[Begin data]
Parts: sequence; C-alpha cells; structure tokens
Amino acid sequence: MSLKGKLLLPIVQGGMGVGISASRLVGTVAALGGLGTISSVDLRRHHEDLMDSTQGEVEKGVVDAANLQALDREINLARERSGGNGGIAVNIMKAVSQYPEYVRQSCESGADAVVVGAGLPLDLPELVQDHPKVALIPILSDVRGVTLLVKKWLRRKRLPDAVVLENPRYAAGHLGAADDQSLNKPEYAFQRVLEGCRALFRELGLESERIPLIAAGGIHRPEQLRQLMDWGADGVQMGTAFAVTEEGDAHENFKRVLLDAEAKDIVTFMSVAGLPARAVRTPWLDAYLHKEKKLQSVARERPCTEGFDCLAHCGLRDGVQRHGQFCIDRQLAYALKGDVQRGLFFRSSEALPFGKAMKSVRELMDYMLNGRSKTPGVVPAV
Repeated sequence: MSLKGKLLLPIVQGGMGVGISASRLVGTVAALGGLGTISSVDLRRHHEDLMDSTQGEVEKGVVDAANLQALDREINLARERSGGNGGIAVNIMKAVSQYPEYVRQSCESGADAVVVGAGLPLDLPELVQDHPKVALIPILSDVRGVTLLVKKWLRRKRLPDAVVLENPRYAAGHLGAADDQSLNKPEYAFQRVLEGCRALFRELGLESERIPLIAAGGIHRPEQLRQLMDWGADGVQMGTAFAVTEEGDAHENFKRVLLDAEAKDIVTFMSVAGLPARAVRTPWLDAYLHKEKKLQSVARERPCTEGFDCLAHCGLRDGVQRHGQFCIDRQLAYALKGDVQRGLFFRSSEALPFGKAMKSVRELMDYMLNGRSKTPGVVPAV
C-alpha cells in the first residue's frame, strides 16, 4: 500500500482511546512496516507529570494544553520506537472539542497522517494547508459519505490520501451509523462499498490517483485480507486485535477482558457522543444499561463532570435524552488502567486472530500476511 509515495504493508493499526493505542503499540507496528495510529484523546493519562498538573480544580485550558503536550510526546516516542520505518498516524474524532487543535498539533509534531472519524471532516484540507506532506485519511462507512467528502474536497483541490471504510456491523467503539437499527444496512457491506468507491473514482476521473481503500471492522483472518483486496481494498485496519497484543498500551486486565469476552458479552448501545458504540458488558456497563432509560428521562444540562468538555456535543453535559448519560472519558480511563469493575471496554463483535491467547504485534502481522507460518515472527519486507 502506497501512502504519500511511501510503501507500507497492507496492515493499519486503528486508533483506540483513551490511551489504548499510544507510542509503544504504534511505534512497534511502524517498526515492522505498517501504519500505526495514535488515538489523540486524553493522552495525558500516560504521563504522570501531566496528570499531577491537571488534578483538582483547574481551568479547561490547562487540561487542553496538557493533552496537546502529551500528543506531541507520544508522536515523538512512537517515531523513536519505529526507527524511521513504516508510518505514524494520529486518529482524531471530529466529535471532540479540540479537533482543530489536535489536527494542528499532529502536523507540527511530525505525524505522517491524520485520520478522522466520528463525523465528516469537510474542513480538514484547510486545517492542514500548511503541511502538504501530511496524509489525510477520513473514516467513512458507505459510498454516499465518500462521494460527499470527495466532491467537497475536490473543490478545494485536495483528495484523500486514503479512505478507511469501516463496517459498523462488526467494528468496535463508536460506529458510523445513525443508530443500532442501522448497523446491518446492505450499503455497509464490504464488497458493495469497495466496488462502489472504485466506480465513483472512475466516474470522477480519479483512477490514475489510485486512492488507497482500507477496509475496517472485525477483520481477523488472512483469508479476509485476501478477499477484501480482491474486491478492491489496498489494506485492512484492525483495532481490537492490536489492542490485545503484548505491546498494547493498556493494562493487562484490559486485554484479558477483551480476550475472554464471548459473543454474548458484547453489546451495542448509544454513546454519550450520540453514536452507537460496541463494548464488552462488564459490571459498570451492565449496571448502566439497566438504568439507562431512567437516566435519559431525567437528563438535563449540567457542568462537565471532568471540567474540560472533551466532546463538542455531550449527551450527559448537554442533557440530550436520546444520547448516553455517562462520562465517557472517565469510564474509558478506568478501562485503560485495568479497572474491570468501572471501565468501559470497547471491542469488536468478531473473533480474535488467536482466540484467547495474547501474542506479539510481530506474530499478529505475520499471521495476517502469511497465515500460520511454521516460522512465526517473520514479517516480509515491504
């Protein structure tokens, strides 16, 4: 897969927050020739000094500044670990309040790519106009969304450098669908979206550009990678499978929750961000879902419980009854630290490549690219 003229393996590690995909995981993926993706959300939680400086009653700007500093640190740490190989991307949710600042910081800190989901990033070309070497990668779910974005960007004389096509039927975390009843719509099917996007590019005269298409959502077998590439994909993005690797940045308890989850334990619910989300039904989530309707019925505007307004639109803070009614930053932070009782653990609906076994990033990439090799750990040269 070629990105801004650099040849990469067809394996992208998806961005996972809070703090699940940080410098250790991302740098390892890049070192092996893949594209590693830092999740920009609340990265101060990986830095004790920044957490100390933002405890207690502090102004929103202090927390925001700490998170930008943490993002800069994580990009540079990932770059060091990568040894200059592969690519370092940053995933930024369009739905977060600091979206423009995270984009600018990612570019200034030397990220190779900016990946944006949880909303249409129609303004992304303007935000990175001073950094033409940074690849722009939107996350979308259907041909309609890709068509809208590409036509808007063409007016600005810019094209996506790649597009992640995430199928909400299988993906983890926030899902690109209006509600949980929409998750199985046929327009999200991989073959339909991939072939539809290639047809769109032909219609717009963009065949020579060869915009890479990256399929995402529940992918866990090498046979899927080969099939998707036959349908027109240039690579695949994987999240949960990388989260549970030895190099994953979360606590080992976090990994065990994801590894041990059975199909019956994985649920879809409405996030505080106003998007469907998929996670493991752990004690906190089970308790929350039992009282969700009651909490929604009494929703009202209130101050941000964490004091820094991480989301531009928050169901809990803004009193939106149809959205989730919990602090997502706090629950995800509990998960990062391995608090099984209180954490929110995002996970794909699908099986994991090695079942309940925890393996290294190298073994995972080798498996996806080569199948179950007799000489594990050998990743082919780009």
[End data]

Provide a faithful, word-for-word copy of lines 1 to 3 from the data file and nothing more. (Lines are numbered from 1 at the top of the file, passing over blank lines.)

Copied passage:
Parts: sequence; C-alpha cells; structure tokens
Amino acid sequence: MSLKGKLLLPIVQGGMGVGISASRLVGTVAALGGLGTISSVDLRRHHEDLMDSTQGEVEKGVVDAANLQALDREINLARERSGGNGGIAVNIMKAVSQYPEYVRQSCESGADAVVVGAGLPLDLPELVQDHPKVALIPILSDVRGVTLLVKKWLRRKRLPDAVVLENPRYAAGHLGAADDQSLNKPEYAFQRVLEGCRALFRELGLESERIPLIAAGGIHRPEQLRQLMDWGADGVQMGTAFAVTEEGDAHENFKRVLLDAEAKDIVTFMSVAGLPARAVRTPWLDAYLHKEKKLQSVARERPCTEGFDCLAHCGLRDGVQRHGQFCIDRQLAYALKGDVQRGLFFRSSEALPFGKAMKSVRELMDYMLNGRSKTPGVVPAV
Repeated sequence: MSLKGKLLLPIVQGGMGVGISASRLVGTVAALGGLGTISSVDLRRHHEDLMDSTQGEVEKGVVDAANLQALDREINLARERSGGNGGIAVNIMKAVSQYPEYVRQSCESGADAVVVGAGLPLDLPELVQDHPKVALIPILSDVRGVTLLVKKWLRRKRLPDAVVLENPRYAAGHLGAADDQSLNKPEYAFQRVLEGCRALFRELGLESERIPLIAAGGIHRPEQLRQLMDWGADGVQMGTAFAVTEEGDAHENFKRVLLDAEAKDIVTFMSVAGLPARAVRTPWLDAYLHKEKKLQSVARERPCTEGFDCLAHCGLRDGVQRHGQFCIDRQLAYALKGDVQRGLFFRSSEALPFGKAMKSVRELMDYMLNGRSKTPGVVPAV